CAPE CANAVERAL, Fla. (AP) — The astronauts aboard the orbiting shuttle-station complex said Sunday that gearing up for their first spacewalk and accomplishing other chores kept them too busy to pay attention to the Academy Awards back on Earth.
When asked by a TV interviewer, the International Space Station’s skipper said he wasn’t even aware of the celebrity event. More pressing news was delivered: Mission Control told the six shuttle fliers that Discovery made it through its final liftoff relatively unscathed, and that no further inspections would be needed before undocking next weekend.
NASA officials had said they did not suspect any damage from a section of insulating foam that broke off the fuel tank and struck Discovery’s belly. At least four pieces of debris came off the tank during Thursday’s launch, though none posed a safety concern.
More than 300 digital photographs snapped from the International Space Station during Discovery’s close approach Saturday confirmed the shuttle’s thermal armor is free of any serious deformities. The pictures still are being analyzed, but nothing worrisome has popped up, said LeRoy Cain, chairman of the mission management team.
The 12 astronauts hustled Sunday to haul fresh supplies from Discovery into the space station, and get ready for Monday’s spacewalk, the first of two planned for this week.
They were so busy some of them, at least, did not realize the Academy Awards ceremony was Sunday night.
When asked if the two crews might tune in, station commander Scott Kelly said it would be possible for Mission Control to beam up portions of the awards broadcast — "if we weren’t working."
One of two astronauts stepping out Monday — Stephen Bowen — joined the crew last month, replacing lead spacewalker Timothy Kopra, who was hurt in a bicycle crash.
In a series of interviews Sunday, Bowen said Kopra helped get him up to speed. Bowen said there’s still a lot he doesn’t know about the 11-day mission, but his crewmates "have been able to pick up the slack that I kind of brought on board."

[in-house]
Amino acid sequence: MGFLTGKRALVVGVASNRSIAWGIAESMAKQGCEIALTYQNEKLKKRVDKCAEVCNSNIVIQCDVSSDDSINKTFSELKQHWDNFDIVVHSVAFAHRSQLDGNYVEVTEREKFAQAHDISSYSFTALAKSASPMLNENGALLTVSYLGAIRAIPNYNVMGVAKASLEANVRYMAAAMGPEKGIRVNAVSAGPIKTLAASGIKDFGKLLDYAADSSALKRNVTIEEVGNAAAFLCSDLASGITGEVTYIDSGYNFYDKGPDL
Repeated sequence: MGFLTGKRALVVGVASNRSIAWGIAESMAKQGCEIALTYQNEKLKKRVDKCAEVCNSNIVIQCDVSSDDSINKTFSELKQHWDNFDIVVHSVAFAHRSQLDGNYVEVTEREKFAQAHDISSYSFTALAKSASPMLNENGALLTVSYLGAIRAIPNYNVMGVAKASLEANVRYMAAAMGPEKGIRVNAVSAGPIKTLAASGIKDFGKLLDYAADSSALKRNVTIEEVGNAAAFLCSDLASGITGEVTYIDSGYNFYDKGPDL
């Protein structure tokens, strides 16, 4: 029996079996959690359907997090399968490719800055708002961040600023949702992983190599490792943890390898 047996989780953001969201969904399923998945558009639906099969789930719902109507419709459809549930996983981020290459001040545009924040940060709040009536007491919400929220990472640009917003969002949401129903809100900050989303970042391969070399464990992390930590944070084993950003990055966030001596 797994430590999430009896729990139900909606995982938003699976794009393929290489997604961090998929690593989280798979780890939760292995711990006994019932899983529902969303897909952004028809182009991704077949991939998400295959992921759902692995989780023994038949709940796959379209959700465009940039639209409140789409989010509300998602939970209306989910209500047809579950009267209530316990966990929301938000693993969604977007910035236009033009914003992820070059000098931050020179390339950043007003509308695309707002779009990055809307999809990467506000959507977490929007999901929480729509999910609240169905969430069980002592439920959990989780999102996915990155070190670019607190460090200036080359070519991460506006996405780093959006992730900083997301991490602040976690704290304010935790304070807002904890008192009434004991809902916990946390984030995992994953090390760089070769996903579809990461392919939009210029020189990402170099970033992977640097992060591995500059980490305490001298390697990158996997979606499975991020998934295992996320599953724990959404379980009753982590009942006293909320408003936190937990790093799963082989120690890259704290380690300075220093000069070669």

Bowen is an experienced spacewalker with five to his credit.
Kopra — still on crutches — will help direct both spacewalks from Mission Control.
During Monday’s outing, Bowen and Alvin Drew will move a broken ammonia pump to a better storage area on the station’s exterior and install an extension power cable. The cable extension needs to be hooked up before a chamber full of supplies can be installed permanently on the orbiting lab; the Italian-built compartment was carried up aboard Discovery to serve as an extra closet.
The first humanoid robot in space — Robonaut 2 or R2 for short — will remain boxed up inside the compartment for another few months. Beginning in spring or early summer, it will be tested as an astronaut helper. R2 will remain indoors; future versions may venture out on spacewalks.
"Today my crew is going to be getting ready for the mission’s 1st spacewalk," R2 said in a tweet, posted by a human colleague back on Earth. "Wish I could go with them! Maybe someday."
This is the last flight for Discovery, after 39 missions spread over 26 years. The shuttle will be retired when it returns to Earth in just over a week and sent to the Smithsonian Institution.
Shuttle astronaut Michael Barratt said retirement suggests an old and dilapidated vehicle, "but Discovery’s at the top of her game."
"We’re going to remember Discovery and all the shuttle fleet, I think, as the most capable vehicles that have ever flown in space," he said.
Two shuttle launches remain — by Endeavour in April and Atlantis at the end of June.